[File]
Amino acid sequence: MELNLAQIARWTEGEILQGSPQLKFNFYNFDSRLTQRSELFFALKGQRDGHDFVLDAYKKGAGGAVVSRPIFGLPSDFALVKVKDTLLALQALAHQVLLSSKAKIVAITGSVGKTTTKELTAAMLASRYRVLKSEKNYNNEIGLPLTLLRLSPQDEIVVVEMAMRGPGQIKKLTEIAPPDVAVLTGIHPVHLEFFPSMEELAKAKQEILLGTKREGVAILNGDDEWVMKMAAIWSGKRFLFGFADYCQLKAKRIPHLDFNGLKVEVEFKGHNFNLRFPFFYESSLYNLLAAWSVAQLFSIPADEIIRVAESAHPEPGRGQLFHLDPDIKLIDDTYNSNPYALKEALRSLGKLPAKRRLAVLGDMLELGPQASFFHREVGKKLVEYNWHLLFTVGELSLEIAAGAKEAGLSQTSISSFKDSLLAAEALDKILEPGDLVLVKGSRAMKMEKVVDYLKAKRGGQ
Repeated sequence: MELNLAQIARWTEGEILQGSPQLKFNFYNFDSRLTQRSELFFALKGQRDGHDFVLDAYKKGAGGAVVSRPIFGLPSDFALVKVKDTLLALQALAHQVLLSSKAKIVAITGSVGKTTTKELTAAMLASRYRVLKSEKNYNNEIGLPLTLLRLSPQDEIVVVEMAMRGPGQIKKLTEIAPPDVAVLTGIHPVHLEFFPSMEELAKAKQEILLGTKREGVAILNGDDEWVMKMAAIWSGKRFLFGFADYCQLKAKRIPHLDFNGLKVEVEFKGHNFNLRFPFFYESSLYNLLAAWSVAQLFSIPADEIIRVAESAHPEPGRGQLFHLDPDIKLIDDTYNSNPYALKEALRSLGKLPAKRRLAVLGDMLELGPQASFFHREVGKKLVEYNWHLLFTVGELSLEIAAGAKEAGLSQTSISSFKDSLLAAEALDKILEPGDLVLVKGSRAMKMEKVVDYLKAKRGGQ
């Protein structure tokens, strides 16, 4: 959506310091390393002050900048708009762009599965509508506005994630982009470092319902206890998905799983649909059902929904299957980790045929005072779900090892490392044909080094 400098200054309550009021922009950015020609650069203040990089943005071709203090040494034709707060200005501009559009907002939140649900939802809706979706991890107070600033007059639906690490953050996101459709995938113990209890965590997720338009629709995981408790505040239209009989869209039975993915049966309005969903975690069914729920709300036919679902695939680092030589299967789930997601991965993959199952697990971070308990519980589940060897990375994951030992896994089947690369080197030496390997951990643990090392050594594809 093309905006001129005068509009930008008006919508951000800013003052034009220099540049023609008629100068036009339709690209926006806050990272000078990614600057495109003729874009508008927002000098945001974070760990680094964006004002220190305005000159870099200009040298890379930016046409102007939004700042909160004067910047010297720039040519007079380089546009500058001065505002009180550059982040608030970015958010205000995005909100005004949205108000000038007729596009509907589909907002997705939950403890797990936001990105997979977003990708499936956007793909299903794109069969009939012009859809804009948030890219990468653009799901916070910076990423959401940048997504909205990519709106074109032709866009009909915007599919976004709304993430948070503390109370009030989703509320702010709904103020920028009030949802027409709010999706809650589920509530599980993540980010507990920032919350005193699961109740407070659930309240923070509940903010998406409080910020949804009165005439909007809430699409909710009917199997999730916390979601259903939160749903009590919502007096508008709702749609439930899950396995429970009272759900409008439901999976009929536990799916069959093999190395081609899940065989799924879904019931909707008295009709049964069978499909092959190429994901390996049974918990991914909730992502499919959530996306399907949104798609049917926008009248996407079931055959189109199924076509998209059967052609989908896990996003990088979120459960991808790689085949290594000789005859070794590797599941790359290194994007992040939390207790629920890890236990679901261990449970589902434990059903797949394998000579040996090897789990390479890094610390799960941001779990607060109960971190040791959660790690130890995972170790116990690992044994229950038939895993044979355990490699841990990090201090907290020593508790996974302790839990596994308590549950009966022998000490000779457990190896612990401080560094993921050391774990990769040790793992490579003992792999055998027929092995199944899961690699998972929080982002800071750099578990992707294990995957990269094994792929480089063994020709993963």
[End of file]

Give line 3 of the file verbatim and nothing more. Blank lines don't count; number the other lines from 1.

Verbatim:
């Protein structure tokens, strides 16, 4: 959506310091390393002050900048708009762009599965509508506005994630982009470092319902206890998905799983649909059902929904299957980790045929005072779900090892490392044909080094 400098200054309550009021922009950015020609650069203040990089943005071709203090040494034709707060200005501009559009907002939140649900939802809706979706991890107070600033007059639906690490953050996101459709995938113990209890965590997720338009629709995981408790505040239209009989869209039975993915049966309005969903975690069914729920709300036919679902695939680092030589299967789930997601991965993959199952697990971070308990519980589940060897990375994951030992896994089947690369080197030496390997951990643990090392050594594809 093309905006001129005068509009930008008006919508951000800013003052034009220099540049023609008629100068036009339709690209926006806050990272000078990614600057495109003729874009508008927002000098945001974070760990680094964006004002220190305005000159870099200009040298890379930016046409102007939004700042909160004067910047010297720039040519007079380089546009500058001065505002009180550059982040608030970015958010205000995005909100005004949205108000000038007729596009509907589909907002997705939950403890797990936001990105997979977003990708499936956007793909299903794109069969009939012009859809804009948030890219990468653009799901916070910076990423959401940048997504909205990519709106074109032709866009009909915007599919976004709304993430948070503390109370009030989703509320702010709904103020920028009030949802027409709010999706809650589920509530599980993540980010507990920032919350005193699961109740407070659930309240923070509940903010998406409080910020949804009165005439909007809430699409909710009917199997999730916390979601259903939160749903009590919502007096508008709702749609439930899950396995429970009272759900409008439901999976009929536990799916069959093999190395081609899940065989799924879904019931909707008295009709049964069978499909092959190429994901390996049974918990991914909730992502499919959530996306399907949104798609049917926008009248996407079931055959189109199924076509998209059967052609989908896990996003990088979120459960991808790689085949290594000789005859070794590797599941790359290194994007992040939390207790629920890890236990679901261990449970589902434990059903797949394998000579040996090897789990390479890094610390799960941001779990607060109960971190040791959660790690130890995972170790116990690992044994229950038939895993044979355990490699841990990090201090907290020593508790996974302790839990596994308590549950009966022998000490000779457990190896612990401080560094993921050391774990990769040790793992490579003992792999055998027929092995199944899961690699998972929080982002800071750099578990992707294990995957990269094994792929480089063994020709993963």